FIG. 1 is a side view of an instrument embodying the invention;
FIG. 2 is an enlarged side view of the sampling head of the instrument of FIG. 1;
Fig. 3 is a schematic pictorial illustration of the instrument of FIG. 1 in a disposable package; and
FIG. 4 is a sectional, exploded view of the FIG. 1 instrument cut and in a vial.
An instrument for taking samples 10, shown in FIG. 1, comprises a stem 11, a sampling head 13, and a handle 15. The stem, head, and handle are integrally formed of solid nylon, one of the many plastic polymers, or any other suitable plastic material. The head is of a diameter less than 6 mm and preferrably of about 3 mm. which is significantly smaller than the average diameter of the male or female urethra of about 6 mm. The stem 11 has a diameter of 1 mm. The small diameter renders the stem very flexible and thus able to bend with the urethra or like channel. The lesser diameter also ensures that there is very little resistance to insertion of the head into the urethra. Because of the small diameter of the stem, it is not easily gripped by a physician, hence the necessity of the handle 15. The handle 15 is of a diameter such that the physician may easily grip the sampling instrument during insertion. Preferrably, the handle diameter is about 5 mm.
For use in the urethra, the overall length of the instrument should be about 15 cm. The head 13 is preferrably about 1 cm long in order to collect a generous sample and the handle 15 may be between 2 and 3 cm long.
The head 13 overcomes the various problems presented by a bacteriological wire. That is, lateral grooves 17 and longitudinal grooves 19 (FIG. 2) are provided in the head 13 for accepting generous quantities of a sample. These grooves are about 0.5 mm deep. The tip of the head 13 is rounded at 21, thereby preventing any undue pain or physical damage to a patient. An additional end groove 23 is provided in the curved surface 21.
FIG. 3 depicts a packaging for the disposeable sampling instrument 10. Two sheets 25 are adhesively joined to provide a sterile pocket for the instrument 10. FIG. 3 shows the package in a partially open state. Once the sheets 25 are pulled back partially, the handle 15 may be grasped to pull the instrument out of the package.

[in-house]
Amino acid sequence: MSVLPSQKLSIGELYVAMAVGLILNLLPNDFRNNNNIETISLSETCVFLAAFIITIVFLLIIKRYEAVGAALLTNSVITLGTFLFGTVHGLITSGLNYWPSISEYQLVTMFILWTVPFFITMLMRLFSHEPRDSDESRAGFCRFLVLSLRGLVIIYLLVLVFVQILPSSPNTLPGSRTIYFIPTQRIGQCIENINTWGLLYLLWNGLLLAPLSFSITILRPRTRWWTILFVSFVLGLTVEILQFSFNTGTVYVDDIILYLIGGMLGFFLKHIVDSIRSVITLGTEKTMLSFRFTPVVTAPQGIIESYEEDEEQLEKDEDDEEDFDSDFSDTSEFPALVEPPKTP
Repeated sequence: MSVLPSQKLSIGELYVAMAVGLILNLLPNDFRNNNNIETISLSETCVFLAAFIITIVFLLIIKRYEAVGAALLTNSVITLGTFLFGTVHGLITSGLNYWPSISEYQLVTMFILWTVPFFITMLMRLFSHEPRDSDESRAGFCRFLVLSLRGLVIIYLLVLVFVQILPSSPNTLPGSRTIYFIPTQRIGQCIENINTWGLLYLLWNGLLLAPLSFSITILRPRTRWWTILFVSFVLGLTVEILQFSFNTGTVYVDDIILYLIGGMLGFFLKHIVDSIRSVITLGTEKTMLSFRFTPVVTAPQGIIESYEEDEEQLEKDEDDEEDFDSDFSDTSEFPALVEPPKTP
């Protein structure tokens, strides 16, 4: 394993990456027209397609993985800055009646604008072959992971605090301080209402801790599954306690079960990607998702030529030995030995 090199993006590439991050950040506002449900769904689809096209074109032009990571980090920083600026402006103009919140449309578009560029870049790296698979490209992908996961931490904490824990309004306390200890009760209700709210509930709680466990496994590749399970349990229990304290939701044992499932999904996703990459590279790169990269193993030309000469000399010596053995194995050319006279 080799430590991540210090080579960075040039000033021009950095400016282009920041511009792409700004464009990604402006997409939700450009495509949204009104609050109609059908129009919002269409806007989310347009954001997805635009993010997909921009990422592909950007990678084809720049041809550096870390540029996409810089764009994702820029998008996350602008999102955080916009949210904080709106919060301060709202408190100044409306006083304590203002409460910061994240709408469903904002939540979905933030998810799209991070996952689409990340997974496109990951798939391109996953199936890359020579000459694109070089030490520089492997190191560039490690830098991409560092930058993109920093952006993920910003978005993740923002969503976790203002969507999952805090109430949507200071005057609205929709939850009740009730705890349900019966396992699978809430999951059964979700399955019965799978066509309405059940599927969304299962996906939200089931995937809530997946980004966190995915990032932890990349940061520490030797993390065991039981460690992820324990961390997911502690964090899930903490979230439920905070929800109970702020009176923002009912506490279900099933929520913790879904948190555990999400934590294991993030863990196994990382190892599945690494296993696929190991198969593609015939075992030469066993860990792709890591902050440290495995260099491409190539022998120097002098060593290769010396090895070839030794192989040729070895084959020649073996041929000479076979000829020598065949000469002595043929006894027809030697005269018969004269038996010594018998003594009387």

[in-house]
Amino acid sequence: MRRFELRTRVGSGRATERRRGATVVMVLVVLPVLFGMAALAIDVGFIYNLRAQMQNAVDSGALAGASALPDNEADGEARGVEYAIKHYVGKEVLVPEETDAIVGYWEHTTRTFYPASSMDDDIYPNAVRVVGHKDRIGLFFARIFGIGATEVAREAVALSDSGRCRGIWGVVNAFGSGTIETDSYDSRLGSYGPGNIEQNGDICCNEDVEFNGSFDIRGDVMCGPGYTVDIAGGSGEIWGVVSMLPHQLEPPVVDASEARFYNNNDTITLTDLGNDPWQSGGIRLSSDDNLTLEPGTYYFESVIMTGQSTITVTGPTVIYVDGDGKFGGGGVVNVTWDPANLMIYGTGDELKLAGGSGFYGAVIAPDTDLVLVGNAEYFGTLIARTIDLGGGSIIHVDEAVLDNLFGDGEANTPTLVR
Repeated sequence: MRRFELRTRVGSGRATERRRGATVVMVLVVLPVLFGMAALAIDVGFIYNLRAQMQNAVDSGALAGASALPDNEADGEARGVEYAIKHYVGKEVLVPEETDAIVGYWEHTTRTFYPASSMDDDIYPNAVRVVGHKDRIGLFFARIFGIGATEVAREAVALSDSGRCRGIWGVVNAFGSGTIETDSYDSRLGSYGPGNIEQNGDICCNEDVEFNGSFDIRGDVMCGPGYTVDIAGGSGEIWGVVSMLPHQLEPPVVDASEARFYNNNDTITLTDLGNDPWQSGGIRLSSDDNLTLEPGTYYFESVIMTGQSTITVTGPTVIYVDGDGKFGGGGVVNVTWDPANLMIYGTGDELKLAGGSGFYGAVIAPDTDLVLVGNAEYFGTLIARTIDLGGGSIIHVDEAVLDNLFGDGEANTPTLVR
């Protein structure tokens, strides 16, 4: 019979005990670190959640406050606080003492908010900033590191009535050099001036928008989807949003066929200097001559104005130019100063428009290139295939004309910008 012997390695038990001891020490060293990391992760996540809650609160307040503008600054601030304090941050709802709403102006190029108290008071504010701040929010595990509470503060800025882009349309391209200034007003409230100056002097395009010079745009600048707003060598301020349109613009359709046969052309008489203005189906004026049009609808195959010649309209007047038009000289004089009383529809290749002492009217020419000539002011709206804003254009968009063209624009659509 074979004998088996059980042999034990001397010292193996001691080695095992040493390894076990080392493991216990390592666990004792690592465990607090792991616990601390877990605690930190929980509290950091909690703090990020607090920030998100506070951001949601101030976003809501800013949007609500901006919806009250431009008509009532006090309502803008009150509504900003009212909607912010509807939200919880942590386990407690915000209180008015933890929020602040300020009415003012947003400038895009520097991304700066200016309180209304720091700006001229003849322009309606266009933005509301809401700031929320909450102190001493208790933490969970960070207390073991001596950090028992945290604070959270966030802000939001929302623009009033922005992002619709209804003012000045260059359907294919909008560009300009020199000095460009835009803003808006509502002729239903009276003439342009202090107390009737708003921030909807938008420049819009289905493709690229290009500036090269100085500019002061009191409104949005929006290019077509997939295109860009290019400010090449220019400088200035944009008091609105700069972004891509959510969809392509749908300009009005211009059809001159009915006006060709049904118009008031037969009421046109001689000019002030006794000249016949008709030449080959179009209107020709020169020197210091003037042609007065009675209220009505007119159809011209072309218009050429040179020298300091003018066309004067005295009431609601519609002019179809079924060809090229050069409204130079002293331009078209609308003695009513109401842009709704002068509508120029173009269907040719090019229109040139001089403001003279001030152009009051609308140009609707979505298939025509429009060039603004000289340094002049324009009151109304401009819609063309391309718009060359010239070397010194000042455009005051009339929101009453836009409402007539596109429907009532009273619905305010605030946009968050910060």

In use, the head and stem of the instrument are inserted into the urethra, the instrument at all times being grasped only by the handle 15. The instrument can be moved back and forth and rotated against the urethral mucosa in order to gather material into the grooves 17 and 19 of the head 13. The stem being flexible, it bends with the uretha. After the sample is collected, the head is gently rolled across the surface of a microscope slide or Thayer-Martin plate. The sampling instrument 10 may then be immediately disposed of.
When a slide or Thayer-Martin plate is not immediately available, at least the head and part of the stem must be inserted into a vial 18 of thioglycollate medium. Accordingly, the head 13 is plunged into a medium 20 (FIG. 4) and the stem 11 is cut with scissors (as shown in FIG. 4) to allow a cap 22 to be placed on the vial 18. Once the sample has been taken to a laboratory, the instrument may be removed from the vial using forceps and rolled over a Thayer-Martin medium.
It will be appreciated that the above described device has many advantages. Firstly, the device is disposable after removal from a sterile package; hence no sterilization of the device after each use is required. Also, the device may be manufactured to have a head diameter sufficiently small so as not to cause dilation of the urethra, thereby eliminating discomfort to patients. Further, the risk of puncturing urethras is virtually eliminated due to the flexibility of the stem and the rounded head. Also, a large sample of urethral material is collected by the grooves in the head.
While the invention has been particularly shown and described with reference to a preferred embodiment thereof, it will be understood by those skilled in the art that various alterations in form and detail may be made therein without departing from the spirit and scope of the invention. For example, any format of grooves is possible; in fact, the grooves may be completely at random.
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|International Classification||A61B10/00, A61B10/02|